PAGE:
July 14, 2015

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Wyche Inside IP
By Troy A. Tessier

The Lanham Act, which provides federal trademark protection, also includes certain cyberpiracy prevention provisions designed to protect people and companies from the wrongful registration and use of internet domain names that deserve trademark protection.  Congress passed the Anticybersquatting Consumer Protection Act, 15 U.S.C. §1125(d), in 1999.  Under its provisions, a person who, with a bad faith intent to profit from the mark, registers or uses an internet domain name that is identical to or confusingly similar to a distinctive mark, may be liable to the owner of the mark for damages of up to $100,000 per domain name.   The main purpose of this Act was to prevent people from registering popular domain names of well-known brands, like Panasonic or Coca-Cola, and then trying to profit from those names by selling them to the trademark owner.

What does cybersquatting have to do with Jeff Dunham, you ask?  Well, Paige Dunham is the ex-wife of Jeff Dunham, the famous ventriloquist and comedian.  The pair divorced in 2010.  IN December 2011, Jeff Dunham got engaged to Audrey Murdick, a personal trainer, fitness competitor, and nutrition consultant, and the two married in October 2012.  However, according to a lawsuit filed earlier this year in California (Case No. 2:15-cv-00422), Paige Dunham, in a prescient move, apparently went ahead and registered the following domain names on January 23, 2012:  AudreyDunham.com, AudreyDunham.net, AudreyDunham.us, and AudreyDunham.biz, all before the nuptials between Jeff Dunham and Audrey Murdick (now Audrey Dunham).  Meanwhile, on January 31, 2012, Audrey Murdick began the process of registering a federal trademark in the name, “Audrey Dunhaml”   Upon learning of the registration of the domain names by Paige, Audrey requested that the domains be turned over to her.  According to the lawsuit, Paige refused, but offered to sell the names for a payment in the tens of thousands for each name.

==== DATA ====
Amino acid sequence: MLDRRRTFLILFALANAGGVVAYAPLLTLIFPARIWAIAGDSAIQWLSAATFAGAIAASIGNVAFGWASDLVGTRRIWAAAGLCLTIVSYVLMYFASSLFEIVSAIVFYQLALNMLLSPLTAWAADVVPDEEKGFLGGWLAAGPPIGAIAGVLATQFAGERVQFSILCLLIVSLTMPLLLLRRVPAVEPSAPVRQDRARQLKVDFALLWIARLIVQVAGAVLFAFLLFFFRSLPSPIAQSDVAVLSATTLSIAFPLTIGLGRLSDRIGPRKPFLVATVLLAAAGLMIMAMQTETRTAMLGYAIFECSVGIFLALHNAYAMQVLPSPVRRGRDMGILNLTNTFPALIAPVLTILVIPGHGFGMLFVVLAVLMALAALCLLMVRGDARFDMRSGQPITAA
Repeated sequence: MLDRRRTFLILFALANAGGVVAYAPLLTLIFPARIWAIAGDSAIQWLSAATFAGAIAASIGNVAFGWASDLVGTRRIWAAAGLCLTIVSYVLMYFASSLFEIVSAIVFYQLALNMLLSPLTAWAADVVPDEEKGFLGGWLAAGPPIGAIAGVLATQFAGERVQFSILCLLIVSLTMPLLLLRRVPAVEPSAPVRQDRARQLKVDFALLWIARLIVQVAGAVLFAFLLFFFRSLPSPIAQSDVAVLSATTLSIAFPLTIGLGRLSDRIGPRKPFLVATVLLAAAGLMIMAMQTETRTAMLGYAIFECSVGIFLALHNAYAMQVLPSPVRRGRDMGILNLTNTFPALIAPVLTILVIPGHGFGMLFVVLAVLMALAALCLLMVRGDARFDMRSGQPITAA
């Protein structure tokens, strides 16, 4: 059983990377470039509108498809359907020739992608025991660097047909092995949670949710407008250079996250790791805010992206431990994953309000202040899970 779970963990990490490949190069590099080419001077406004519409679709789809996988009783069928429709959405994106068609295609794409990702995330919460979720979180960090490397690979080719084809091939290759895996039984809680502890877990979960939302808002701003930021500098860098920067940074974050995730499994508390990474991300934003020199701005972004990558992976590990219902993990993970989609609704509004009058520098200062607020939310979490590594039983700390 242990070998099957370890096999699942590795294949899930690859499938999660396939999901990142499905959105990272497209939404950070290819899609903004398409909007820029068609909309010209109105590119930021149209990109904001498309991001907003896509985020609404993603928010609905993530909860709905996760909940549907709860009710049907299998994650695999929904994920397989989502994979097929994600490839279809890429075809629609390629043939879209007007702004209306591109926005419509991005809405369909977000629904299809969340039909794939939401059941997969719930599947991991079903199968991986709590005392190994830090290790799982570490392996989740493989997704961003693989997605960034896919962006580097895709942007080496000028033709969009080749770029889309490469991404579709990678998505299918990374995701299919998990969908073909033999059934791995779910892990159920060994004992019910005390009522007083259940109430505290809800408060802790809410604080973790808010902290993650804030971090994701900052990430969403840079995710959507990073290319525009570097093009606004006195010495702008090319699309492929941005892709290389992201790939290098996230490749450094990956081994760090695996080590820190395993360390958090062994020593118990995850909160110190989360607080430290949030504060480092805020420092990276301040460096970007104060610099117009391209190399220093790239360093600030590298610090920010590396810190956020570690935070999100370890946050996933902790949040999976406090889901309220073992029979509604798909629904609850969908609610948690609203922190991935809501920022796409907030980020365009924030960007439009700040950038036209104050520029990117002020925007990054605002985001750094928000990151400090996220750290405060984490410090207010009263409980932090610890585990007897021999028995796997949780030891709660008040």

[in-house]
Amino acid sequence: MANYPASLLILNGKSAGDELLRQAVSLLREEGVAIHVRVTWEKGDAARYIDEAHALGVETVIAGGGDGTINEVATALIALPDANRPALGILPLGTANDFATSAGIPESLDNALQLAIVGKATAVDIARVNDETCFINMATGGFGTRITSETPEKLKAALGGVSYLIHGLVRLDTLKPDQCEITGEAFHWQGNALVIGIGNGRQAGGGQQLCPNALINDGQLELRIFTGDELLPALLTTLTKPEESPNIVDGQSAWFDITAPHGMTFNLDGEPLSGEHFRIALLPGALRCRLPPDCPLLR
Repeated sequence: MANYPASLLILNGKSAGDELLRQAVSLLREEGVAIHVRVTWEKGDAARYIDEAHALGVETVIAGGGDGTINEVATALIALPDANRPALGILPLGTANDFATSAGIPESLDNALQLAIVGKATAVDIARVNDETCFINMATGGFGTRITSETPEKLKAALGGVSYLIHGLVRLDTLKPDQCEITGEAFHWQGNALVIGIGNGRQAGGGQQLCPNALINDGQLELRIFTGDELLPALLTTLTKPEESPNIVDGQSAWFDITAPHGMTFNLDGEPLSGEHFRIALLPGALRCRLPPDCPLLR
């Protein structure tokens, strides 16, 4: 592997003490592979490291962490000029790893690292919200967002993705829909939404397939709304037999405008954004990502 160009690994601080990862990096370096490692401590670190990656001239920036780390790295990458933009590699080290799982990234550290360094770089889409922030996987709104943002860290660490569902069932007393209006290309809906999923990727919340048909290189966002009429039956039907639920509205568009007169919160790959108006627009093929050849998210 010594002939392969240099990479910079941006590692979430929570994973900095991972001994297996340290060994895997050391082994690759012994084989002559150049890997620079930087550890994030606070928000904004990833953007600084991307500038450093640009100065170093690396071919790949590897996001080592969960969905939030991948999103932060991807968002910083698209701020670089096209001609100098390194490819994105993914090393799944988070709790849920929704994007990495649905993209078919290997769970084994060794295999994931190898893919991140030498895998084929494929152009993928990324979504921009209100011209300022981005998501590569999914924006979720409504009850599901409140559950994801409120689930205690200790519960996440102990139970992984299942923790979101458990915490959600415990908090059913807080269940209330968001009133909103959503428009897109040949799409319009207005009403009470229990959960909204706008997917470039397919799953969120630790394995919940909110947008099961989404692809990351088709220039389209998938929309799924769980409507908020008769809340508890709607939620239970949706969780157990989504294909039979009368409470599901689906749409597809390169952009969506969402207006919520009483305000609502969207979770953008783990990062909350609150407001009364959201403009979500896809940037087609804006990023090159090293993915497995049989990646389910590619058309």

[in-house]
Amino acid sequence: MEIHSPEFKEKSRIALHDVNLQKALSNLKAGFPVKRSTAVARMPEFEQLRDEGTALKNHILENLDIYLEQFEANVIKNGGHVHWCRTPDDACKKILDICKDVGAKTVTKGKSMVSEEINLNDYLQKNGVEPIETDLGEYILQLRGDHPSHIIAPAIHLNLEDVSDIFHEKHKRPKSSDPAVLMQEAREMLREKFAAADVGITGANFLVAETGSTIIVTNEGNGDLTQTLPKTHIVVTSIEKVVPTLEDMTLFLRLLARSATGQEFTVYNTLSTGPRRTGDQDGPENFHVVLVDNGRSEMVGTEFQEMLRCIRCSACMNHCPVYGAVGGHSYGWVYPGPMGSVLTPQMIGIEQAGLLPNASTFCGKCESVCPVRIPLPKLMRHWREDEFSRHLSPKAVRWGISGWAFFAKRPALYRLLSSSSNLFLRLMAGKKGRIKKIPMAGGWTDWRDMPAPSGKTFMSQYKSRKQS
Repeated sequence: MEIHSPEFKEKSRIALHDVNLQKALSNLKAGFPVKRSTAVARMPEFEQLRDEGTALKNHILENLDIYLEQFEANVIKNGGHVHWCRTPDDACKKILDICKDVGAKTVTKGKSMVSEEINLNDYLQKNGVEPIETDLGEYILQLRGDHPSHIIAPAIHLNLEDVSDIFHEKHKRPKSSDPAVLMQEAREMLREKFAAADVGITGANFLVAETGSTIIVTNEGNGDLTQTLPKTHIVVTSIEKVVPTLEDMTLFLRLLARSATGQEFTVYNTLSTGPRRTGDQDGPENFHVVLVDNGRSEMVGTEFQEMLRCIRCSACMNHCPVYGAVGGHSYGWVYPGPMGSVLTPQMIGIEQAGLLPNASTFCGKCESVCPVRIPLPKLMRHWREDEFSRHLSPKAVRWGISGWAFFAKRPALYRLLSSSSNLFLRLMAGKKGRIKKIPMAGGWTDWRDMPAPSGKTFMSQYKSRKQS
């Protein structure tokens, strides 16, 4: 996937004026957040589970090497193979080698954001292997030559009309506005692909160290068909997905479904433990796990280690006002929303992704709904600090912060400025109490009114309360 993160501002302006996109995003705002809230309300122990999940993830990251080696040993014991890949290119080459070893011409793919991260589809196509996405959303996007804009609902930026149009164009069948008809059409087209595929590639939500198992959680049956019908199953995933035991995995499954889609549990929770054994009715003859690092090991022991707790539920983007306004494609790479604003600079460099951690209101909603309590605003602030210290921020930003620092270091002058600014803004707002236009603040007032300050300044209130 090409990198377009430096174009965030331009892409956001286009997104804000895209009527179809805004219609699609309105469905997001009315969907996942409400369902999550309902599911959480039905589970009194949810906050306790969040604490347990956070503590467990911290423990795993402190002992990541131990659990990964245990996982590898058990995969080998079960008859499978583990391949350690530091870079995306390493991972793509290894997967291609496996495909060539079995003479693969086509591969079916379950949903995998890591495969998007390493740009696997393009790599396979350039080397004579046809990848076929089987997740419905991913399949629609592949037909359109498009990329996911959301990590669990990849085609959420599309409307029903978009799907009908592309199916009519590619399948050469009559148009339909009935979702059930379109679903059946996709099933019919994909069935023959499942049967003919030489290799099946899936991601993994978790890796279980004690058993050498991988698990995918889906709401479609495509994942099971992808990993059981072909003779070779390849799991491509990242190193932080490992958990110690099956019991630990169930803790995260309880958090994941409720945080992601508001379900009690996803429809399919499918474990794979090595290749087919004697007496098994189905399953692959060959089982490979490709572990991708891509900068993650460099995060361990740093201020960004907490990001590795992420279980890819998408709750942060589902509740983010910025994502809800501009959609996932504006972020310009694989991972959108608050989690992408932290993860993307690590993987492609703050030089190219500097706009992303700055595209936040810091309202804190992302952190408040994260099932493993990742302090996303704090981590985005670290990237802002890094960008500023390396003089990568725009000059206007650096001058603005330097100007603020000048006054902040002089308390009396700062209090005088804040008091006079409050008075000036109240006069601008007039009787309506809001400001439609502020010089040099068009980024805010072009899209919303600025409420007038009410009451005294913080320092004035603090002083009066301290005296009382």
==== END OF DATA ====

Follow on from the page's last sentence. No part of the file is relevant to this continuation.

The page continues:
The drama continues.  The interesting legal issue here is this – the cybersquatting statute examines whether a mark is distinctive at the time of registration of the domain name at issue.  Will Ashley Dunham be able to prove that the “Ashley Dunham” mark was distinctive before she ever took that name?  While alleged conduct certainly does not appear to be commendable, it may well not be actionable under the circumstances.  Stay tuned.